DISMANTLING THE QUANTITATIVE – QUALITATIVE DIVIDE Comments On Hypothesis Testing, Induction, Statistics, Fiction And Epistemological Anarchy. Presentation at the 3rd International Conference on Interdisciplinary Social Sciences, Prato, Italy, July 2008
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DISMANTLING THE QUANTITATIVE – QUALITATIVE DIVIDEComments On Hypothesis Testing, Induction, Statistics, Fiction And Epistemological Anarchy
Presentation at the 3rd International Conference on Interdisciplinary Social Sciences, Prato, Italy, July 2008
Michael Wood (firstname.lastname@example.org) and Christine Welch
Portsmouth University Business School, UK
There is a revised draft paper at http://userweb.port.ac.uk/~woodm/QualQuant.pdf
and this presentation is at
We suspect this presentation may be a bit of a mess because it’s largely about things which don’t make too much sense. So we’ll try and impose a clear framework …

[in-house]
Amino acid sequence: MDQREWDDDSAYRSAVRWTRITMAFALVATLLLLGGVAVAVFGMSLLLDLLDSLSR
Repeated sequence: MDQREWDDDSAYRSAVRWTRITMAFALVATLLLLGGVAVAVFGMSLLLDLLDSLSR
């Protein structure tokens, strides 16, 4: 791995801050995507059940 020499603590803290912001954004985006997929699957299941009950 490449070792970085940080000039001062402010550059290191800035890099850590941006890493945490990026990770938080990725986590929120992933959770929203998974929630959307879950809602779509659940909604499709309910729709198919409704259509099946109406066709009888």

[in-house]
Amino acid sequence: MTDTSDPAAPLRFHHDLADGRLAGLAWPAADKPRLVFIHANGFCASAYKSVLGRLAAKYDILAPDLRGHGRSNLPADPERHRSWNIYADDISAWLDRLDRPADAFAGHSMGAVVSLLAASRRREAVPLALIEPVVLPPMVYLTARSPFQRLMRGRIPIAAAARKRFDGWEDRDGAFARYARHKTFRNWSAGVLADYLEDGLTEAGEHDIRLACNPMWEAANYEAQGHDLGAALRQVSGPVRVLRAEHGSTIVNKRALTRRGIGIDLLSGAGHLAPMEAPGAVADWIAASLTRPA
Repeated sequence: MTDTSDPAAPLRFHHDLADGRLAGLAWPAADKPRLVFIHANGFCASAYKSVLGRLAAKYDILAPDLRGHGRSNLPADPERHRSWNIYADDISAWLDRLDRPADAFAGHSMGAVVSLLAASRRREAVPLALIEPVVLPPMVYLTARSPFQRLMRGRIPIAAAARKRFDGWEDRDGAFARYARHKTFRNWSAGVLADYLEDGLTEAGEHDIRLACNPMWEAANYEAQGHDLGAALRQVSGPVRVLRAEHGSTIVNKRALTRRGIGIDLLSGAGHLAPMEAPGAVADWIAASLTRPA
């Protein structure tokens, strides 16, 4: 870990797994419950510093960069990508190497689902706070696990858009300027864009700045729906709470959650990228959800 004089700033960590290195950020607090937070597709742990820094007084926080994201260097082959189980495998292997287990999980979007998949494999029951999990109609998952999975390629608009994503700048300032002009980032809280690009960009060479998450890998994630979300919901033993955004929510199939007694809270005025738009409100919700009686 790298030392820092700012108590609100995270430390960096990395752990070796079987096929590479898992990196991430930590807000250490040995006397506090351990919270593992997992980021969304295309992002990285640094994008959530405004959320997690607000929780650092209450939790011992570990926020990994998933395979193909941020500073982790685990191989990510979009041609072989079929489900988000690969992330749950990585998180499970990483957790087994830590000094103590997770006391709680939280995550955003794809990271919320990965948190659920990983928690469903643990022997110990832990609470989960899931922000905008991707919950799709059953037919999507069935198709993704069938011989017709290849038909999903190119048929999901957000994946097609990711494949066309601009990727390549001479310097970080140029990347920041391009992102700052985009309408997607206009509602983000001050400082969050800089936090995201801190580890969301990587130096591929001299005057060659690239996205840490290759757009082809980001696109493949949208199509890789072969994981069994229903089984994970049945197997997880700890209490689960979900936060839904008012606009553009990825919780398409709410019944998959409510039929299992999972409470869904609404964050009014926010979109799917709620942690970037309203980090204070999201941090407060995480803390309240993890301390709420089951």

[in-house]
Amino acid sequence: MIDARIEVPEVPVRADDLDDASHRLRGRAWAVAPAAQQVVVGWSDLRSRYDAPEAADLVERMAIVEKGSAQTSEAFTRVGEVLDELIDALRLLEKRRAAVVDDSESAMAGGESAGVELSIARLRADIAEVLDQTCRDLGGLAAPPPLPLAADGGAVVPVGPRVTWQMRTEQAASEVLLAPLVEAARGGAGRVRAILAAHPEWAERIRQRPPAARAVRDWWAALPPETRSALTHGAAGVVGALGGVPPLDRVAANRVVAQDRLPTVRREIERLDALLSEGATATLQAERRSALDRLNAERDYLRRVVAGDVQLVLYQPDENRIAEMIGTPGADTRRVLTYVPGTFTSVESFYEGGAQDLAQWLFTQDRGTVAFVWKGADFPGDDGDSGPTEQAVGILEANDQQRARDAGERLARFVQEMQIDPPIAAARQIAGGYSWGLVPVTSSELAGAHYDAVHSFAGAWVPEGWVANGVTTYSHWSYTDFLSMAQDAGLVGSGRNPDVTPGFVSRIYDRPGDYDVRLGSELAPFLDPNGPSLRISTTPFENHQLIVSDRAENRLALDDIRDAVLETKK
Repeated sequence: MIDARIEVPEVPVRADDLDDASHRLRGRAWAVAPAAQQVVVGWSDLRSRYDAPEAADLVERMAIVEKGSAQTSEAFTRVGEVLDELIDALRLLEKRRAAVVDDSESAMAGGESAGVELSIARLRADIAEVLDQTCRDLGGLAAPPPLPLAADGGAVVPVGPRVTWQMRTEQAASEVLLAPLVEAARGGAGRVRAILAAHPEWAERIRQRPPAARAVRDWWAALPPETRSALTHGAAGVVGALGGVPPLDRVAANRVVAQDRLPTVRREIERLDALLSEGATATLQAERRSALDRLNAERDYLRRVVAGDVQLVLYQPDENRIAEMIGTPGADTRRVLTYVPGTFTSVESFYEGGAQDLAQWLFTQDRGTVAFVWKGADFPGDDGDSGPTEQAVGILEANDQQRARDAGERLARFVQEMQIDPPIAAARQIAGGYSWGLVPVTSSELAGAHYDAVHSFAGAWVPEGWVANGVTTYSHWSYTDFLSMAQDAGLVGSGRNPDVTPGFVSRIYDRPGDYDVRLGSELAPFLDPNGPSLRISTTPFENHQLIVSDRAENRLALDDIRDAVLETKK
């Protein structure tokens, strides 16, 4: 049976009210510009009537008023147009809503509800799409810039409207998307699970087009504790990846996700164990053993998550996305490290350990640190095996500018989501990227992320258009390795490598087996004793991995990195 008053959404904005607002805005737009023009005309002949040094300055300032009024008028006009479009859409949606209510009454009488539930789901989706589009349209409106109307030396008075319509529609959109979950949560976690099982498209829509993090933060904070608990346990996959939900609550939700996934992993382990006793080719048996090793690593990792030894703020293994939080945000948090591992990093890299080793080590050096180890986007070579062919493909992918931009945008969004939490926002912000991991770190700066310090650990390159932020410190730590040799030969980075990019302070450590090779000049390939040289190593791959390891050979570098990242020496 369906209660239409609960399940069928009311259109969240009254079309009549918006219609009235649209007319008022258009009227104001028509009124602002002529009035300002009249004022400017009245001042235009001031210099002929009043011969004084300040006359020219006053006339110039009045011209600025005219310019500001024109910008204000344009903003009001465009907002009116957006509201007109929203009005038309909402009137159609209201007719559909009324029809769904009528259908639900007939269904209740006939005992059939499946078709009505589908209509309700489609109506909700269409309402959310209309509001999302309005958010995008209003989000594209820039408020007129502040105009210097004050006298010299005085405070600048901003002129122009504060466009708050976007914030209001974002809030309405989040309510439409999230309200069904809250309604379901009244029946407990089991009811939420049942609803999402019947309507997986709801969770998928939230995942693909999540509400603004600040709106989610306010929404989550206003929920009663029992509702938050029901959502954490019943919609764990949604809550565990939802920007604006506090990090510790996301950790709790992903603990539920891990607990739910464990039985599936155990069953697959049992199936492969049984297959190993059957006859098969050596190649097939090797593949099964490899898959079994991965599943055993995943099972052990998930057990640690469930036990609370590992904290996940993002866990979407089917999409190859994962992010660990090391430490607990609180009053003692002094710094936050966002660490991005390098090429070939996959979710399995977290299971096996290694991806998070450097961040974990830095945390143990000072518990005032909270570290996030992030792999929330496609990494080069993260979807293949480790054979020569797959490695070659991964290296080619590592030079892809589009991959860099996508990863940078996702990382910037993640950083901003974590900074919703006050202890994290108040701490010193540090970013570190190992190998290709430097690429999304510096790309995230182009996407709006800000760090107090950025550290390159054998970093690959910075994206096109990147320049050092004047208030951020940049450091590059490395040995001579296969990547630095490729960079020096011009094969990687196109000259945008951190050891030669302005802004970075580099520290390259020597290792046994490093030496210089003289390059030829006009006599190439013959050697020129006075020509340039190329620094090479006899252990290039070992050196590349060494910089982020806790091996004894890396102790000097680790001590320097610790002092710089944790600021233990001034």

Which do you think will be the winner?
Generalisation through statistics
Research progresses through hypotheses and deductions
Large random samples
Generalisation through theoretical abstraction
Research progresses through rich data and induction
Observer part of study
Small purposive samples
Based loosely on Easterby-Smith et al (2002: 30). They list 8 dimensions. Other authors may use different labels for the two types: commonest probably Quantitative vs Qualitative.
Often suggested that researchers need to choose one or the other.
… but is this a genuine dichotomy?
Easterby-Smith et al (2002) list 8 bipolar dimensions: this leads to the possibility of 28 or 64 types of research.
Use different approaches in one project …
“ …” indicates vague terms we don’t like
Is this one dimension?
Deductive (e.g. applying a model)
Using a framework or paradigm
to define questions
Much research is neither hypothetico-deductive nor inductive. There is no obvious linear dimension here, which is why we’ve made the layout of this slide a bit of a mess.